Carl Jung's Gigantomachy: Theories Of Comparative Mythology

988 Words4 Pages
In this essay, I will be exploring the battle of Zeus and Typhon after the events of the Gigantomachy through two alternative theories of mythology; Comparative mythology (Dowden p.21) and Carl Jung’s idea of Greek myths as psychological archetypes (Dowden p.22-23). Each theory of mythology provides its own unique perspective on the legendary battle; and supplies an ample amount of evidence to back up their claims. Using Apollodorus’s Biblioheke and Hesiod’s Thegony from the Anthology of Classical Myth, this essay will argue that while both theories of mythology are valid, Carl Jung’s approach to this myth better explains the myth, with its motif and therefore its relevance to other Greek myths. According to the anthropologist C. Scott Littleton,…show more content…
Carl Jung believes that myths are an expression of the collective unconsciousness, that the myths often express the universal core ideals of human beings. This theory explains why myths have recurring themes and motifs that are spread across all cultures. In relation to recurring themes, “Jung cites [recurring motifs] as evidence of the existence of psychic elements shared among all humans” (Jung 1970). Jung also believed Greek myths expressed archetypes common to human thinking anywhere. In the battle of Zeus vs. Typhon, One such recurring motif found in Greek myth exists: When the hero is in critical help in his greatest struggle, assistance is always given to him in the form of lesser beings, usually inferior to the hero in status. These beings and their actions often become so crucial in the narrative of the myth and in the hero’s success; that their assistance to the hero sometimes is so important that their actions become the “motivating force in the action of the tale”. During the battle of Zeus and Typhon, Typhon manages to wrap Zeus in his coils and cut out the sinews of Zeus’s hands and feet. Typhon then carries Zeus and imprisons him in a cave, hiding Zeus’s sinews in the same cave. But with Hermes and Aigipan help, the two lesser gods sneak past the dragoness guarding the cave and manages to put the sinews back into Zeus. The action of Hermes and Aigipan allows Zeus to get his strength back and ultimately defeat Typhon, son of Tartarus and Ge (Apollodorus A2). In this myth, Hermes and Aigipan come to the assistance of Zeus, in his great struggle against a powerful enemy. Their actions of thievery end up saving Zeus from certain death and reinvigorates Zeus with new energy, revitalizing him to defeat Typhon. Similar narratives containing this motif are also found in Egyptian and Indian culture; in a variation of the Hittite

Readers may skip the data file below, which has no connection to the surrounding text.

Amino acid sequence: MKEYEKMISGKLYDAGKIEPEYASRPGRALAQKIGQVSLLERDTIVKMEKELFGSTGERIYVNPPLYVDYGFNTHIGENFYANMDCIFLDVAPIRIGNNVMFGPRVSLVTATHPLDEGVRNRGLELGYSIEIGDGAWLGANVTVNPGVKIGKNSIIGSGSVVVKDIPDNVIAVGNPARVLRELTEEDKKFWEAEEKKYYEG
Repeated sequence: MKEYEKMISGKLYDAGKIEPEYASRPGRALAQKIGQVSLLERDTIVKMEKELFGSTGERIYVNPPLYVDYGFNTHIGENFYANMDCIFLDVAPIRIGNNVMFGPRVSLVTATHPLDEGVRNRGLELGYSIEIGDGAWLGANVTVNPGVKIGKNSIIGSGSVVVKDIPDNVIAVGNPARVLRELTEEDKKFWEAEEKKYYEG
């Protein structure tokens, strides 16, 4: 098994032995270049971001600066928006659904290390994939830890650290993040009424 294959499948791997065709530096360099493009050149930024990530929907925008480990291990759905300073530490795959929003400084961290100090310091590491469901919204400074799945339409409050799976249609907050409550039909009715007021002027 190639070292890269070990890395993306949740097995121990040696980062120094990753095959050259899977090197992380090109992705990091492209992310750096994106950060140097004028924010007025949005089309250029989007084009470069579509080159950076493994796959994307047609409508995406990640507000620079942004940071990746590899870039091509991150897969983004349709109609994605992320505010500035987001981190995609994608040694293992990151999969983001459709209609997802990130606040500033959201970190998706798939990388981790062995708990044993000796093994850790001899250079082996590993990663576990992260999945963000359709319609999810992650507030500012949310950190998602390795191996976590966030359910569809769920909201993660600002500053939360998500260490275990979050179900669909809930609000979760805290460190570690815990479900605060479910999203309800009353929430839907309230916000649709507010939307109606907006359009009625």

More about Carl Jung's Gigantomachy: Theories Of Comparative Mythology

      Open Document